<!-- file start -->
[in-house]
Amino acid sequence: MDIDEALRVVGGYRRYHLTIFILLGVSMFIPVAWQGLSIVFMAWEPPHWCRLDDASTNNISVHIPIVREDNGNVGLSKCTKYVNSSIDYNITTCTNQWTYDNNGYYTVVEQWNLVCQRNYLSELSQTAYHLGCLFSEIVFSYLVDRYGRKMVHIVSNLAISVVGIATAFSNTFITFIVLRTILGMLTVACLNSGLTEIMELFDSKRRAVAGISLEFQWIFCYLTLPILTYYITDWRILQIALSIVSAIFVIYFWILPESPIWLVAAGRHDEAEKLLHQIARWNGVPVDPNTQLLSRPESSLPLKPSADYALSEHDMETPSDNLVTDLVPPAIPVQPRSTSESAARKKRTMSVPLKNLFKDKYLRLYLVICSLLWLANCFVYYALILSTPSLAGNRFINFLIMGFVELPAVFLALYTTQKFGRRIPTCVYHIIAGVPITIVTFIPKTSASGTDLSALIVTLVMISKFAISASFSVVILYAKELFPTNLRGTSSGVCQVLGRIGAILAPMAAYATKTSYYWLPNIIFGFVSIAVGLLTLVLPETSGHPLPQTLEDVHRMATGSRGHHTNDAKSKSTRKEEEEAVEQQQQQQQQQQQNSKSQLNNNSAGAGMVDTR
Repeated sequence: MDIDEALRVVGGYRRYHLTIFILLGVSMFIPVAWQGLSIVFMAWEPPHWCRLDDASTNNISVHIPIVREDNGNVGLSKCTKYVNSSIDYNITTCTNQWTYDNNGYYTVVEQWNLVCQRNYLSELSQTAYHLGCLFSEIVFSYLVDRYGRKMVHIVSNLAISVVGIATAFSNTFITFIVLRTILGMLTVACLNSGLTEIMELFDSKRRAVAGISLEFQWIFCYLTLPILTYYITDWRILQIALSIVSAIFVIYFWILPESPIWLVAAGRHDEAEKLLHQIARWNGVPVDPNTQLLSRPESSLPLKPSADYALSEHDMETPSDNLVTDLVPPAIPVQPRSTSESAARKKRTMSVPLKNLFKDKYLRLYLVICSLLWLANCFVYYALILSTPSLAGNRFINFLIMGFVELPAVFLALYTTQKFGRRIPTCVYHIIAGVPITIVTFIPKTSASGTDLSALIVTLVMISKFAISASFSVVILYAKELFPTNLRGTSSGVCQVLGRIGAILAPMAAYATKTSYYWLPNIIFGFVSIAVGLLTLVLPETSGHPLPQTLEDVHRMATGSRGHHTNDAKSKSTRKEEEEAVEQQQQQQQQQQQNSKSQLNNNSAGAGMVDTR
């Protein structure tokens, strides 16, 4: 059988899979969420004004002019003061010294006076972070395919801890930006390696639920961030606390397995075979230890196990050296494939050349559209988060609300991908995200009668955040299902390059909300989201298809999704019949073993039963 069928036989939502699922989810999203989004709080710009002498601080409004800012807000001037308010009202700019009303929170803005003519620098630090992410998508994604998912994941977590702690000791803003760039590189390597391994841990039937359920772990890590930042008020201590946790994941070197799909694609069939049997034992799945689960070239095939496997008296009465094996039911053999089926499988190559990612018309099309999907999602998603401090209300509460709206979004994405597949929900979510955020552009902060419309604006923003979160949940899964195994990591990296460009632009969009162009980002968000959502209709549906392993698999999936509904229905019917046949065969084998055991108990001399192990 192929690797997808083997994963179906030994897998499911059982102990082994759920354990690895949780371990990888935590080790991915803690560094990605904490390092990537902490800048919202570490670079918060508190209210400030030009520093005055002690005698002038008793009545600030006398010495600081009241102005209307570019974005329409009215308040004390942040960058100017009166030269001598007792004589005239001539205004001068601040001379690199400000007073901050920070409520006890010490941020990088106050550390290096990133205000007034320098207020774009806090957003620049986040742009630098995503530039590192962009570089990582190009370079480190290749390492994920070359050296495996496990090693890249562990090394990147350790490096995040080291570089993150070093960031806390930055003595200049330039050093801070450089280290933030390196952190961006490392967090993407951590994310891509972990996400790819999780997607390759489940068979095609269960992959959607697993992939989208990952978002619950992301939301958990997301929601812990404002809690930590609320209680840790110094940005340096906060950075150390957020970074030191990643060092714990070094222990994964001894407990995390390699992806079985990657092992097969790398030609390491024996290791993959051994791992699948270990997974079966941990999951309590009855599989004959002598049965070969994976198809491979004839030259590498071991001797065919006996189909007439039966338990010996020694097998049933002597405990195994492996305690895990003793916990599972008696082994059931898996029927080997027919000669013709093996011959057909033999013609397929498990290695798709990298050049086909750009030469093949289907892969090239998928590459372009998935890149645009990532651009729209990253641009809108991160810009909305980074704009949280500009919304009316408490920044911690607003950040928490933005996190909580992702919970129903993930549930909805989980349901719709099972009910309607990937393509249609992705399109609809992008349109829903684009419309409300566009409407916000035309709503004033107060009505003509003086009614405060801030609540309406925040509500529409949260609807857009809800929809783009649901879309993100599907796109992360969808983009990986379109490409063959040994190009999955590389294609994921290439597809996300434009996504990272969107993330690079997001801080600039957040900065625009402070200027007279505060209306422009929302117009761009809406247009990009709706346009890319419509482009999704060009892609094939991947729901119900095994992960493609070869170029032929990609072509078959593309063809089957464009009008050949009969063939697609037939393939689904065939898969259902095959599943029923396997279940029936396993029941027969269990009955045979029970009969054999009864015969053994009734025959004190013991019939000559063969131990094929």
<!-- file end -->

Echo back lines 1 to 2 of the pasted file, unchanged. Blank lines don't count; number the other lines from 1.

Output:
[in-house]
Amino acid sequence: MDIDEALRVVGGYRRYHLTIFILLGVSMFIPVAWQGLSIVFMAWEPPHWCRLDDASTNNISVHIPIVREDNGNVGLSKCTKYVNSSIDYNITTCTNQWTYDNNGYYTVVEQWNLVCQRNYLSELSQTAYHLGCLFSEIVFSYLVDRYGRKMVHIVSNLAISVVGIATAFSNTFITFIVLRTILGMLTVACLNSGLTEIMELFDSKRRAVAGISLEFQWIFCYLTLPILTYYITDWRILQIALSIVSAIFVIYFWILPESPIWLVAAGRHDEAEKLLHQIARWNGVPVDPNTQLLSRPESSLPLKPSADYALSEHDMETPSDNLVTDLVPPAIPVQPRSTSESAARKKRTMSVPLKNLFKDKYLRLYLVICSLLWLANCFVYYALILSTPSLAGNRFINFLIMGFVELPAVFLALYTTQKFGRRIPTCVYHIIAGVPITIVTFIPKTSASGTDLSALIVTLVMISKFAISASFSVVILYAKELFPTNLRGTSSGVCQVLGRIGAILAPMAAYATKTSYYWLPNIIFGFVSIAVGLLTLVLPETSGHPLPQTLEDVHRMATGSRGHHTNDAKSKSTRKEEEEAVEQQQQQQQQQQQNSKSQLNNNSAGAGMVDTR